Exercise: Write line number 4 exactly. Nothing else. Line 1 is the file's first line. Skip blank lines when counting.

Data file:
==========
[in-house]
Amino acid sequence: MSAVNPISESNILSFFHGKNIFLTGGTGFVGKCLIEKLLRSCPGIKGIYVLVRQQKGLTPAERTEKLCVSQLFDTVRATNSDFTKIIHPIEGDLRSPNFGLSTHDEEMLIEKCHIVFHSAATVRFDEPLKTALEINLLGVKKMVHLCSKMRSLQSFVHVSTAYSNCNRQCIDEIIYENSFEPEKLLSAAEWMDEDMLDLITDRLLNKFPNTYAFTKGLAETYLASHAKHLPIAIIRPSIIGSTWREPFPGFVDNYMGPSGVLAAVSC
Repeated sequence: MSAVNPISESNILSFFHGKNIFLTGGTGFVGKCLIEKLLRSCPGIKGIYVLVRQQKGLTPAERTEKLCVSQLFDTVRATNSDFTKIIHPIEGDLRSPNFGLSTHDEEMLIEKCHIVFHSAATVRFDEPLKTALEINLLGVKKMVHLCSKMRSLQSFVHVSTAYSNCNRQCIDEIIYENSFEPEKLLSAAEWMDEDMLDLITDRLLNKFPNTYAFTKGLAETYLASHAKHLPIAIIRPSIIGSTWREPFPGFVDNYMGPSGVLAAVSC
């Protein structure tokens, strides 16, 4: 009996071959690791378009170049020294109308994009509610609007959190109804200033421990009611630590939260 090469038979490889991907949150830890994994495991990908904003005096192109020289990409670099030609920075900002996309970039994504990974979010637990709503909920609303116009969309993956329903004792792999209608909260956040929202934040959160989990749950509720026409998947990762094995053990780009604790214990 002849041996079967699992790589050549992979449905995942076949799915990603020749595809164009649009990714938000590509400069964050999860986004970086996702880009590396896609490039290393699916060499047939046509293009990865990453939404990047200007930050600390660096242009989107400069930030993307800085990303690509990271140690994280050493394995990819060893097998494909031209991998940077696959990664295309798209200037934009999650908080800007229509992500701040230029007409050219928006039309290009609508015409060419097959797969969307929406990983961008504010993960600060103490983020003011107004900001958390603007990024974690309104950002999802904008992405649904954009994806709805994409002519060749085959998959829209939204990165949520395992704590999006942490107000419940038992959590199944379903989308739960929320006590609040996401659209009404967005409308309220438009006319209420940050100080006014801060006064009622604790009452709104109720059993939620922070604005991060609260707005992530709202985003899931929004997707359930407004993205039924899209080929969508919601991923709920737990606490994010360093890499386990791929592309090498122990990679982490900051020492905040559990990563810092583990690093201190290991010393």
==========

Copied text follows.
């Protein structure tokens, strides 16, 4: 009996071959690791378009170049020294109308994009509610609007959190109804200033421990009611630590939260 090469038979490889991907949150830890994994495991990908904003005096192109020289990409670099030609920075900002996309970039994504990974979010637990709503909920609303116009969309993956329903004792792999209608909260956040929202934040959160989990749950509720026409998947990762094995053990780009604790214990 002849041996079967699992790589050549992979449905995942076949799915990603020749595809164009649009990714938000590509400069964050999860986004970086996702880009590396896609490039290393699916060499047939046509293009990865990453939404990047200007930050600390660096242009989107400069930030993307800085990303690509990271140690994280050493394995990819060893097998494909031209991998940077696959990664295309798209200037934009999650908080800007229509992500701040230029007409050219928006039309290009609508015409060419097959797969969307929406990983961008504010993960600060103490983020003011107004900001958390603007990024974690309104950002999802904008992405649904954009994806709805994409002519060749085959998959829209939204990165949520395992704590999006942490107000419940038992959590199944379903989308739960929320006590609040996401659209009404967005409308309220438009006319209420940050100080006014801060006064009622604790009452709104109720059993939620922070604005991060609260707005992530709202985003899931929004997707359930407004993205039924899209080929969508919601991923709920737990606490994010360093890499386990791929592309090498122990990679982490900051020492905040559990990563810092583990690093201190290991010393």